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A brief history of nursing

By iddirect

As International Nurses Day is in May, we wanted to celebrate nurses by talking about the history of nursing as a profession. Nurses are an incredibly important part of medical care and we want to show our appreciation!

Nursing: a religious profession

While the first documents referring to nursing as a career appeared in 300 A.D., it was not until the Middle Ages that the history of nursing became more visible. In 10th– and 11th-century Europe, most hospitals were part of monasteries and, as such, nursing was predominantly performed by nuns and monks. In the 16th Century, “nurse” began to refer to someone who cared for the sick instead of a wet nurse.

The decline of nursing

In the 17th Century, the history of nursing took a downward turn. With the increase in popularity of Protestantism due to the Reformation, nursing became rarer as monasteries were closed down.

While there were some notable nurses, such as Stephen Girard, who, in 1793, cared for sick people during the Yellow Fever epidemic in Philadelphia, nursing was mostly seen as an inappropriate and immodest profession, especially for young, unmarried women. It often fell to older female family members or servants to care for the ill due to the lack of trained nurses.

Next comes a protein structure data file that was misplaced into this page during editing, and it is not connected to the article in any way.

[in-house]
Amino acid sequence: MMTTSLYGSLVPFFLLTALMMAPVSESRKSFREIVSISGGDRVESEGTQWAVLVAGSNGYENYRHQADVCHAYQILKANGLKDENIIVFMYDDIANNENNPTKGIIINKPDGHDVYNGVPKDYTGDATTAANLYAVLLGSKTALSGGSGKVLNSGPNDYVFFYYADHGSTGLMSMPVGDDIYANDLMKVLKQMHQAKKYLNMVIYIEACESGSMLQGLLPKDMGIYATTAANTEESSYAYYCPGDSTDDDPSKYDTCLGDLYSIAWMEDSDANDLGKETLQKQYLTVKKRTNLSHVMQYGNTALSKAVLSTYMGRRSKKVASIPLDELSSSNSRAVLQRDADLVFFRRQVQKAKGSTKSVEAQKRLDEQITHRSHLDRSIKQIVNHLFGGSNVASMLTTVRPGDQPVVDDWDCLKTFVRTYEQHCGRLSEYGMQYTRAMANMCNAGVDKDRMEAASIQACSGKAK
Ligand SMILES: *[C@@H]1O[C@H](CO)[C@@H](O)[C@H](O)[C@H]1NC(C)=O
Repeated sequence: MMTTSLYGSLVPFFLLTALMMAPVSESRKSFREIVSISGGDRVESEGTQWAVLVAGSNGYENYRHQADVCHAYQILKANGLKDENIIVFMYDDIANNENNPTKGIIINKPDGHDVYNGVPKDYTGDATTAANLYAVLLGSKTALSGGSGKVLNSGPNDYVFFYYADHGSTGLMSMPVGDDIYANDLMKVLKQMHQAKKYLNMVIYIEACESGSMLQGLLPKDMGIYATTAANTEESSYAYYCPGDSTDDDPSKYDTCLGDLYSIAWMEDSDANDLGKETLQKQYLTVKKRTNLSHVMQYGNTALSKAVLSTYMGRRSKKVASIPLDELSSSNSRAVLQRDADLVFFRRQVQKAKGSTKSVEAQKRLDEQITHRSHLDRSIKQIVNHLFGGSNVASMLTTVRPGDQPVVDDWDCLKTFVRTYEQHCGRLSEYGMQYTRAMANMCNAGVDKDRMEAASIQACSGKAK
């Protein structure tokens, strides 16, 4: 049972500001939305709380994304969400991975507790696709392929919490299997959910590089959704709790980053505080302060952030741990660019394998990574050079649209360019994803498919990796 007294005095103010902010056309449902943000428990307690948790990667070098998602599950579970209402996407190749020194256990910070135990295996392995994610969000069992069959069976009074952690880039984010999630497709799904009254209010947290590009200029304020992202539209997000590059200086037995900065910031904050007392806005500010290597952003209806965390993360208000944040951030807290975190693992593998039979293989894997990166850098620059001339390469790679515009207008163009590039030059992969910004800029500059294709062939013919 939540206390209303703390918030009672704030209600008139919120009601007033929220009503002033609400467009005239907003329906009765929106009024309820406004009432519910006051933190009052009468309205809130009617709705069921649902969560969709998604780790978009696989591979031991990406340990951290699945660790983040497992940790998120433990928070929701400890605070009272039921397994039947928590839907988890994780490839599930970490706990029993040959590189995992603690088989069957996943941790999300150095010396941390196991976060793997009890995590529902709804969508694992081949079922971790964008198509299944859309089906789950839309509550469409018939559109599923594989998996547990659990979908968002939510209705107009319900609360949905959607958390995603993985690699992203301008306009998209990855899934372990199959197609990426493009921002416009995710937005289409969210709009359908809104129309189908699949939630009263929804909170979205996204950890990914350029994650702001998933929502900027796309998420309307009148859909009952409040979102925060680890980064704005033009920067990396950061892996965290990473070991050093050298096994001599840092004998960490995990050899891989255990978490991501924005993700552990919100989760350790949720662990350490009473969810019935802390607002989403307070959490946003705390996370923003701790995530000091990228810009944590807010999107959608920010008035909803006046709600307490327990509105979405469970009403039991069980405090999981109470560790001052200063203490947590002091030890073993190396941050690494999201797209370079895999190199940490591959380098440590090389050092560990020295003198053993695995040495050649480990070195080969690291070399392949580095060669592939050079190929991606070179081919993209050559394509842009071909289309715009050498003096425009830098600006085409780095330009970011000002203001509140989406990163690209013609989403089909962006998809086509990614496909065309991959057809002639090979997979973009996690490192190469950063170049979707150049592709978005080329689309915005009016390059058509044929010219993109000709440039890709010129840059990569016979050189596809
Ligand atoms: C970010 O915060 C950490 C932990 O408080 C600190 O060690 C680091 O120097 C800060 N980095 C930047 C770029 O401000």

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The Lady with the Lamp revolutionises the nursing profession

As you may know, the history of nursing as we know it today really began with the Crimean War. The Crimean War was a military conflict fought between Russia and an alliance between France, the Ottoman Empire, the United Kingdom and Sardinia. It took place from October 1853 to February 1856 in the Crimean Peninsula, located on the northern coast of the Black Sea in Eastern Europe. In 1854, Florence Nightingale led a team of nurses in Turkey to care for soldiers. She radically changed the profession by insisting that it should be performed by well-educated women rather than recovering patients. Until this point, nursing had mostly involved “domestic” duties, such as washing dishes and sweeping floors but Nightingale’s influence meant that nurses became responsible for medical care and sanitation.

From this point, the profession began to develop rapidly. In 1859, William Rathbone set up the first district nursing service. In the 1860s, the first nursing training schools appeared and in 1887, the British Nursing Association was created. This was the first step in setting standards to differentiate trained nurses from untrained nurses.

Nursing in the 20th Century

Due to the rapid advances in technology in the 20th  Century and both World Wars, nursing became more important than ever and, thus, their range of duties expanded. In the 1920s, nurses began to work with governments to provide care for women and children, such as nutrition, social support and medical care. In 1951, the profession became more inclusive, as male nurses were allowed to join the official register, and in the 1960s, nurses were given more responsibility with the appearance of nurse practitioners. In the 1970s, it was suggested that they should be educated with degrees and in 1973, Jean McFarlane became the first Professor of Nursing in England.